Volcano Report: Pavlof

Pavlof Volcano (PV) is erupting. PV is located near Sand Point Alaska, along the eastern Aleutian Magmatic Arc. The Alaska Volcano Observatory placed the PV into alert level “warning” and aviation color code red. Below is the description of the current conditions in blockquote:

Pavlof Volcano began erupting abruptly this afternoon, sending an ash cloud to 20,000 ft ASL as reported by a pilot. As of 4:18 pm AKDT (00:18 UTC), ash was reportedly moving northward from the volcano. Seismicity began to increase from background levels at about 3:53 pm (23:53 UTC) with quick onset of continuous tremor, which remains at high levels. AVO is raising the Aviation Color Code to RED and the Volcano Alert Level to WARNING.

Here is the AVO page for Pavlof.

This is a map that shows the Volcanoes in this region (Schaefer et al., 2014). Here is a link to a larger sized, higher resolution version of the map (34 MB pdf).


This is a screen shot showing the alert status and the definition of “red.” This page is dynamic, so if you click on the above link to the AVO page, it will have different content. I include images from the Forecast parts of the page below.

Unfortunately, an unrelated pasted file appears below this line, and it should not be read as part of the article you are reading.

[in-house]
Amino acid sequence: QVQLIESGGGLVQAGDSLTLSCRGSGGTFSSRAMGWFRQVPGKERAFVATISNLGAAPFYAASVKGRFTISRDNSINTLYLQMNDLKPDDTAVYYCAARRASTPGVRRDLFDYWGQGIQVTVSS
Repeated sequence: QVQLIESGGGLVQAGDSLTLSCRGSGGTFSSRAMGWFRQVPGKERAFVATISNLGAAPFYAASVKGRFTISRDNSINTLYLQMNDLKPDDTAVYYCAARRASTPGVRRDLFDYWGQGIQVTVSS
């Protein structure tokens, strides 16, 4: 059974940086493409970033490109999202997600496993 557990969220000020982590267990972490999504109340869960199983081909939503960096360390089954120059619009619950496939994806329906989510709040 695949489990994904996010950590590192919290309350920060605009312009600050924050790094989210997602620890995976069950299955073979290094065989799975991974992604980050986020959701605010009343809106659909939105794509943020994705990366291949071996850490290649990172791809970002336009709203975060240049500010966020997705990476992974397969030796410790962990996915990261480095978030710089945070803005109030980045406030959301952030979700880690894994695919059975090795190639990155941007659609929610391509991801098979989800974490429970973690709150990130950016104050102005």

Pavlof Volcano Description


From the AVO:

Pavlof Volcano is a snow- and ice-covered stratovolcano located on the southwestern end of the Alaska Peninsula about 953 km (592 mi) southwest of Anchorage. The volcano is about 7 km (4.4 mi) in diameter and has active vents on the north and east sides close to the summit. With over 40 historic eruptions, it is one of the most consistently active volcanoes in the Aleutian arc. Eruptive activity is generally characterized by sporadic Strombolian lava fountaining continuing for a several-month period. Ash plumes as high as 49,000 ft ASL have been generated by past eruptions of Pavlof, and during the 2013 eruption, ash plumes as high as 27,000 feet above sea level extending as much as 500 km (310 mi) beyond the volcano were generated. The nearest community, Cold Bay, is located 60 km (37 miles) to the southwest of Pavlof.

    Forecasts

  • Ashfall Forecast
    • This and all following ashfall graphics is the output of a mathematical model of volcanic ash transport and deposition on the ground (Ash3D, USGS).
    • This model shows expected ashfall accumulation (deposit thickness) for actual or hypothetical eruptions.
    • AVO produces this graphic when a volcano is restless by assuming a reasonable hypothetical eruption, in order to provide a pre-eruptive forecast of areas likely to be affected. During an eruption, AVO updates the forecast with actual observations (eruption start time and duration, plume height) as they become available.
    • Colored contour lines represent points of equal ash thickness on the ground. Small accumulations of ash may occur beyond the “Trace” contour. Actual deposit thickness may vary from the forecast as the modelled points are based on our best estimates. Thickness terms are explained here.